Pragmatism in the Americas

By Gregory Fernando Pappas | Go to book overview

FOUR
JOHN DEWEY AND THE LEGACY OF MAXICAN
PRAGMATISM IN THE UNITED STATES

Ruben Flores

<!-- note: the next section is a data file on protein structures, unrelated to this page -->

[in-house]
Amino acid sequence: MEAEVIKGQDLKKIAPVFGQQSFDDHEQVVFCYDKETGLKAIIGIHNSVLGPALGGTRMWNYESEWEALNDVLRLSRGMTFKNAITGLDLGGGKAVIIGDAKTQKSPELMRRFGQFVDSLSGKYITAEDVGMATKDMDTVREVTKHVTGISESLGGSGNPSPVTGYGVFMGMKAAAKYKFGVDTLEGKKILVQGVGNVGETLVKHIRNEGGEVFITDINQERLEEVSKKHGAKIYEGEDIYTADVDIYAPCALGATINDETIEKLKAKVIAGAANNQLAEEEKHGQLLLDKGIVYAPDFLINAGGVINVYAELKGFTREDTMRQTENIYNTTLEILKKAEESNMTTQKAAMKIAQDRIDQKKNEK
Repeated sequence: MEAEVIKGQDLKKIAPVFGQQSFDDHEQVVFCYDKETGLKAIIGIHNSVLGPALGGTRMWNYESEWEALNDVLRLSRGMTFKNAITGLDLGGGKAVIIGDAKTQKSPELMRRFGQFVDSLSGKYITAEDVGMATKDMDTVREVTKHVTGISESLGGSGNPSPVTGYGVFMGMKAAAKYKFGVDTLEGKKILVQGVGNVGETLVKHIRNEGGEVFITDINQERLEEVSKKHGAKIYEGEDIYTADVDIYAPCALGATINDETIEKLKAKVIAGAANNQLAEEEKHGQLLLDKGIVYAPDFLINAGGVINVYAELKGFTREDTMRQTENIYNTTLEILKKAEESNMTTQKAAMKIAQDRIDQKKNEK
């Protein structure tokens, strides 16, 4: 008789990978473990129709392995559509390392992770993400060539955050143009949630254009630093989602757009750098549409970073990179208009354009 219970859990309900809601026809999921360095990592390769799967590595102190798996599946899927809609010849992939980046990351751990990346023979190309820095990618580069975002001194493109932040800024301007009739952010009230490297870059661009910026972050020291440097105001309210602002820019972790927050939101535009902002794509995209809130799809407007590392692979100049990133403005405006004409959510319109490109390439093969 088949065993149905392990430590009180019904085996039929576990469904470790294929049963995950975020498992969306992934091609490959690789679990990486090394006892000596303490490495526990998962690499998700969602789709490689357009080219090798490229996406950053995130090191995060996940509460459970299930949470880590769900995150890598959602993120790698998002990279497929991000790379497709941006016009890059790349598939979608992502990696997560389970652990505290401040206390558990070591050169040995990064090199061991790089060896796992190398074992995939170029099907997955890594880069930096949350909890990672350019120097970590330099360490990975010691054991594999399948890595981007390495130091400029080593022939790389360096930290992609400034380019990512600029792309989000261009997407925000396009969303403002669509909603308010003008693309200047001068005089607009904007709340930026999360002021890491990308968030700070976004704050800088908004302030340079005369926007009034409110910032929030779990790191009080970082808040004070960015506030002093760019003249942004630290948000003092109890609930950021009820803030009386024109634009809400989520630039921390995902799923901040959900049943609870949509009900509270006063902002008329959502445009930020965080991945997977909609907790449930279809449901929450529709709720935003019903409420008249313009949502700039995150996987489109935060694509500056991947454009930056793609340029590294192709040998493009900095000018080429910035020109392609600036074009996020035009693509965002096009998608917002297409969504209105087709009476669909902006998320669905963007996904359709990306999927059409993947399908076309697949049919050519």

The lament by academic practitioners of Latin America’s philosophical traditions that John Dewey has been left out of the discussions of philosophy in the Spanish-speaking world may leave philosophers surprised to learn that their colleagues across the quad, the historians, have assigned Dewey an important role in the development of postrevolutionary Mexican social theory since at least the 1950s. One participant in this trend was historian Ramón E. Ruíz, who argued in 1961 that Dewey’s Mexican students Moisés Sáenz and Rafael Ramírez had adopted Deweyan ethics as part of a grand experiment to construct a rural school system capable of solving “the everyday problems of rural Mexicans.”1 Economic and political constraints prevented Deweyan experimentalism from becoming a sustained component of postrevolutionary transformation, but Sáenz and Ramírez were nonetheless committed, Ruíz argued, to the creation of a social democracy that would allow individuals to live lives of democratic independence.2 Ruíz could not have been familiar with Robert

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